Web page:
BUYERS GUIDE

If you are considering purchasing one of these models, which it is hoped you are, as with any classic car, there are certain drawbacks in a vehicle that is close on 60 years since its design and manufacture. You need to do your homework and talk to current owners and/or join one or more of the enthusiasts’ clubs around the world that cater for this model, thereby gaining the required knowledge, understanding, chitchat and camaraderie surrounding these cars, which are also affectionately known as  ‘The Tupperware Pig’. It’s a great car – try one, then buy one. 

Although the body is glass fibre and that in itself doesn’t rot, there are areas that are prone to stress cracks, such as the boot (trunk) lid and the rear wings (fenders), caused by imprudent packing of the boot (trunk), and also at the front end around the nose section if the chassis front cross tube is in any way rotten.

There are within the glass fibre body certain steel inserts that may have rusted. The most crucial are located in the front nose section, either side of the radiator. They secure the front end to the front cross tube on the chassis and if in good order prevent the front end from flexing which in turn checks the bonnet (hood) from flying open. Further steel strengthening inserts are in the bonnet (hood) catch opening area; either side of the engine bay by the exhaust manifolds and the seat runner fasteners. On B&C spec cars there are steel inserts where the hoop brace within the cockpit passes through the glass fibre floor that is bolted to the chassis outriggers; and behind the front seats where brackets are secured to the outrigger uprights in the inner rear wheel arch (B posts).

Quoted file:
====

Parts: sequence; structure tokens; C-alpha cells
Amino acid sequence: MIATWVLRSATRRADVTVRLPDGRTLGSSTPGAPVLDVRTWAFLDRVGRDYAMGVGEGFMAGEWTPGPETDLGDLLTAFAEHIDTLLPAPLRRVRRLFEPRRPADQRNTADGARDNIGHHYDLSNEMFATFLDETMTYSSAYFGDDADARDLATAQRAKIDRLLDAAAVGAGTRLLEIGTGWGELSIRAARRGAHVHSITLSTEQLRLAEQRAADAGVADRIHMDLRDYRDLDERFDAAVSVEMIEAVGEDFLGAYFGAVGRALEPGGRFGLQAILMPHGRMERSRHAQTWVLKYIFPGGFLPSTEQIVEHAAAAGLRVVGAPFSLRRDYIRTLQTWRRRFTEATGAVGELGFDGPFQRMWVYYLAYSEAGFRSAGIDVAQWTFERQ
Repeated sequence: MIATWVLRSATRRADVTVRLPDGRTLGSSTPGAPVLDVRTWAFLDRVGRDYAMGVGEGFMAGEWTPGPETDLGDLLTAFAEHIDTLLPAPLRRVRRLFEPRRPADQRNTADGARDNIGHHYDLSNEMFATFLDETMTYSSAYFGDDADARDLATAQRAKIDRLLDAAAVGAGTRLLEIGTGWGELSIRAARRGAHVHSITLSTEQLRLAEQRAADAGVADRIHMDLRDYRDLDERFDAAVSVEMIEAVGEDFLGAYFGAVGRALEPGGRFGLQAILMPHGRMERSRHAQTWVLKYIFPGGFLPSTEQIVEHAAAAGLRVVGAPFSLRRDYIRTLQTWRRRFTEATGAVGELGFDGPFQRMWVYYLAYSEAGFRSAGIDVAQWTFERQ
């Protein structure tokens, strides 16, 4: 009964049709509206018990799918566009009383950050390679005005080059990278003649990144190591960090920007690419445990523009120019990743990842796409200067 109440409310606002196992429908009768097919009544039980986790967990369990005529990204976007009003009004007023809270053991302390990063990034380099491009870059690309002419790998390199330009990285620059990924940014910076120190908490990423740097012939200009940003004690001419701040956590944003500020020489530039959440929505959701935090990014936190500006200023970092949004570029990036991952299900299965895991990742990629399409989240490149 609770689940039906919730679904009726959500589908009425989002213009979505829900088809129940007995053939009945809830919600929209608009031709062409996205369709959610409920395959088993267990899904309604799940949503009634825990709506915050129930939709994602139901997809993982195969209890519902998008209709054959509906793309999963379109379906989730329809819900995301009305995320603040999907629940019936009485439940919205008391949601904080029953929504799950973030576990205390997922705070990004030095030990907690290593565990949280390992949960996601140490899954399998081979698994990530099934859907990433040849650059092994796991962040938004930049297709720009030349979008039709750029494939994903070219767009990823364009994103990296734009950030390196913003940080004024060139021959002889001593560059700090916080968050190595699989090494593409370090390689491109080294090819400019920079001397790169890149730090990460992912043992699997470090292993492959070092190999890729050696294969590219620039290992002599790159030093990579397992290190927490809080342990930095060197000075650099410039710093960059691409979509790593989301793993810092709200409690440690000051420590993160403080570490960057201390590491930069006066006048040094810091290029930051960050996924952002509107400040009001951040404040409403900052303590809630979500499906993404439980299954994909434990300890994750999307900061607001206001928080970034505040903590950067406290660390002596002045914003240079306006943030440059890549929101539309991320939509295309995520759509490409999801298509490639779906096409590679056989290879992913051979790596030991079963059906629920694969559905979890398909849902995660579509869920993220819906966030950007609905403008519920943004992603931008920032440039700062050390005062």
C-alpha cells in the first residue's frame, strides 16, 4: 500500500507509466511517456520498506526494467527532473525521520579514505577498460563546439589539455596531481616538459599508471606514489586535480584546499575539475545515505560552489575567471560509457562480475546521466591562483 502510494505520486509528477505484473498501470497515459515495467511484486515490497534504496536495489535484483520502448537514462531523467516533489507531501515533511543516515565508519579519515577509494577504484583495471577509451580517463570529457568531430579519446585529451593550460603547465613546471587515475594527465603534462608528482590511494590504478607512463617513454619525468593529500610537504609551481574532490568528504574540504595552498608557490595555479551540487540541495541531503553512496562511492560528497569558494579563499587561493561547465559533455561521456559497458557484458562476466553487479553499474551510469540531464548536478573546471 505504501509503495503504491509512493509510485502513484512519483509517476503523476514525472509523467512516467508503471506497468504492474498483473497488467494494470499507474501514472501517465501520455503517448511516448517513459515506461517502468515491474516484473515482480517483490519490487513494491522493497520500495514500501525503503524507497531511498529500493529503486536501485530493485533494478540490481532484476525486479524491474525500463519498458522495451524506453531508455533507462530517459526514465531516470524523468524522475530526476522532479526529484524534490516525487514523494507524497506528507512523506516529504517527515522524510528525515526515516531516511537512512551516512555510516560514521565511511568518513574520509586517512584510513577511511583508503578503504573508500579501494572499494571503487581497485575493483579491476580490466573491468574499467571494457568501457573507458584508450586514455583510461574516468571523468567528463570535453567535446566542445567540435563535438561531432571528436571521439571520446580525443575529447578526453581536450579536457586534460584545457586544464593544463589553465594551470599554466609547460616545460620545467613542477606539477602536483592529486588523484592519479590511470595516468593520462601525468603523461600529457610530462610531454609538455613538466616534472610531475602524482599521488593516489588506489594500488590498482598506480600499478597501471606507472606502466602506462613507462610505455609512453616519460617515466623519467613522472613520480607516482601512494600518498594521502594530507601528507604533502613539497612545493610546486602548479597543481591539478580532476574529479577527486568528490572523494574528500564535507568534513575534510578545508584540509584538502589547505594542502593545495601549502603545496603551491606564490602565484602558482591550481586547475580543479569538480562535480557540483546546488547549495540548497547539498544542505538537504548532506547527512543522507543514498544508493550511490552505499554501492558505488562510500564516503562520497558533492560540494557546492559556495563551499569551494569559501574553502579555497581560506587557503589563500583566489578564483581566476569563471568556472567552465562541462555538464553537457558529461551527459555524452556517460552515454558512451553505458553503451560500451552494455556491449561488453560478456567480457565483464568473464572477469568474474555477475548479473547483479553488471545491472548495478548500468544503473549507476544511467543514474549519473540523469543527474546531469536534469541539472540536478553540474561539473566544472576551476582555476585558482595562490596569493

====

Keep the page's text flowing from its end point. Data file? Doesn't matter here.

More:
The chassis itself is strong, but again is prone to rust in certain areas, the front cross tube – as mentioned previously – that carries the steering components; the front suspension turrets; the outriggers; the rear front spring hangers – all easily rectified. Also, note that some standard steel wheels fracture (hair line cracks) around their fixing holes, no doubt caused by an overzealous air torque hammer gun operator at the local garage/tyre shops.

The engine is, as said earlier, the jewel of the car and the most common problem encountered is with cylinder head waterways – corrosion – easily repaired, where perhaps over time, the incorrect balance or lack of inhibitor has been used. One bonus however, engineered into the heads from the engines inception, is the hardened valve seats to cope with the low octane petrol (gas), that in the late 1950s was the only fuel available in certain countries where the SP was being marketed. If however you wish to modify the engine, it can take it, and it has been done – Russ Carpenter has stretched it to 1400bhp and then some!

As time and development has progressed in the automobile industry, so the SP has benefited retrospectively, whether it be: advanced cooling systems, anti-roll bars, braking enhancements, chassis, electrical, electronic ignition, lighting, oil filtration, steering, suspension, transmissions and tyre technology, all so that we are able to maintain and enjoy our cars in an up to date manner, if you are a purist however there is no earthly reason why you should change anything – save the tyres!